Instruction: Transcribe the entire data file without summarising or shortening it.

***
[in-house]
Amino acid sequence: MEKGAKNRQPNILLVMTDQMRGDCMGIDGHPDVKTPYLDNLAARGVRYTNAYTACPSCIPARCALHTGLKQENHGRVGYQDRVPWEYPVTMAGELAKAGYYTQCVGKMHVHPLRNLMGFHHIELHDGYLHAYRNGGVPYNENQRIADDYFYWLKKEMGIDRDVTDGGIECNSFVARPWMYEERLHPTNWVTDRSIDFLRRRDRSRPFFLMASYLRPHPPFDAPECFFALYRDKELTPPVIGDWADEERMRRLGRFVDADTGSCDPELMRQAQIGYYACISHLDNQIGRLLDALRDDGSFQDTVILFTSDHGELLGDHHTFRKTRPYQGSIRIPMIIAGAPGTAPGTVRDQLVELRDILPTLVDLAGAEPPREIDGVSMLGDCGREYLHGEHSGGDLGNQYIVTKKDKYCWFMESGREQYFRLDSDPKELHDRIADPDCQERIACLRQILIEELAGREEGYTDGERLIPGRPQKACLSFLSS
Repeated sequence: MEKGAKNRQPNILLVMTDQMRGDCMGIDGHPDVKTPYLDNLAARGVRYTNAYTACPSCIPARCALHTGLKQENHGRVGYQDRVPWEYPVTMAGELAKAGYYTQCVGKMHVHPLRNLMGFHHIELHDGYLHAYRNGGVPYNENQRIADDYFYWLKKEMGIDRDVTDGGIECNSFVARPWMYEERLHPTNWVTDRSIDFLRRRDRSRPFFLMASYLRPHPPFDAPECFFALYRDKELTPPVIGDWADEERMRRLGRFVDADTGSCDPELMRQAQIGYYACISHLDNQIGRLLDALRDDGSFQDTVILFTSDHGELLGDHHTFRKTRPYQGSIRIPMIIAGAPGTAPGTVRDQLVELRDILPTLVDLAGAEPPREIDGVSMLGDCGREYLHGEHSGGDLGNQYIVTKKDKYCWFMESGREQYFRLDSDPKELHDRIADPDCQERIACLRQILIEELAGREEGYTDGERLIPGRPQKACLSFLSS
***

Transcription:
[in-house]
Amino acid sequence: MEKGAKNRQPNILLVMTDQMRGDCMGIDGHPDVKTPYLDNLAARGVRYTNAYTACPSCIPARCALHTGLKQENHGRVGYQDRVPWEYPVTMAGELAKAGYYTQCVGKMHVHPLRNLMGFHHIELHDGYLHAYRNGGVPYNENQRIADDYFYWLKKEMGIDRDVTDGGIECNSFVARPWMYEERLHPTNWVTDRSIDFLRRRDRSRPFFLMASYLRPHPPFDAPECFFALYRDKELTPPVIGDWADEERMRRLGRFVDADTGSCDPELMRQAQIGYYACISHLDNQIGRLLDALRDDGSFQDTVILFTSDHGELLGDHHTFRKTRPYQGSIRIPMIIAGAPGTAPGTVRDQLVELRDILPTLVDLAGAEPPREIDGVSMLGDCGREYLHGEHSGGDLGNQYIVTKKDKYCWFMESGREQYFRLDSDPKELHDRIADPDCQERIACLRQILIEELAGREEGYTDGERLIPGRPQKACLSFLSS
Repeated sequence: MEKGAKNRQPNILLVMTDQMRGDCMGIDGHPDVKTPYLDNLAARGVRYTNAYTACPSCIPARCALHTGLKQENHGRVGYQDRVPWEYPVTMAGELAKAGYYTQCVGKMHVHPLRNLMGFHHIELHDGYLHAYRNGGVPYNENQRIADDYFYWLKKEMGIDRDVTDGGIECNSFVARPWMYEERLHPTNWVTDRSIDFLRRRDRSRPFFLMASYLRPHPPFDAPECFFALYRDKELTPPVIGDWADEERMRRLGRFVDADTGSCDPELMRQAQIGYYACISHLDNQIGRLLDALRDDGSFQDTVILFTSDHGELLGDHHTFRKTRPYQGSIRIPMIIAGAPGTAPGTVRDQLVELRDILPTLVDLAGAEPPREIDGVSMLGDCGREYLHGEHSGGDLGNQYIVTKKDKYCWFMESGREQYFRLDSDPKELHDRIADPDCQERIACLRQILIEELAGREEGYTDGERLIPGRPQKACLSFLSS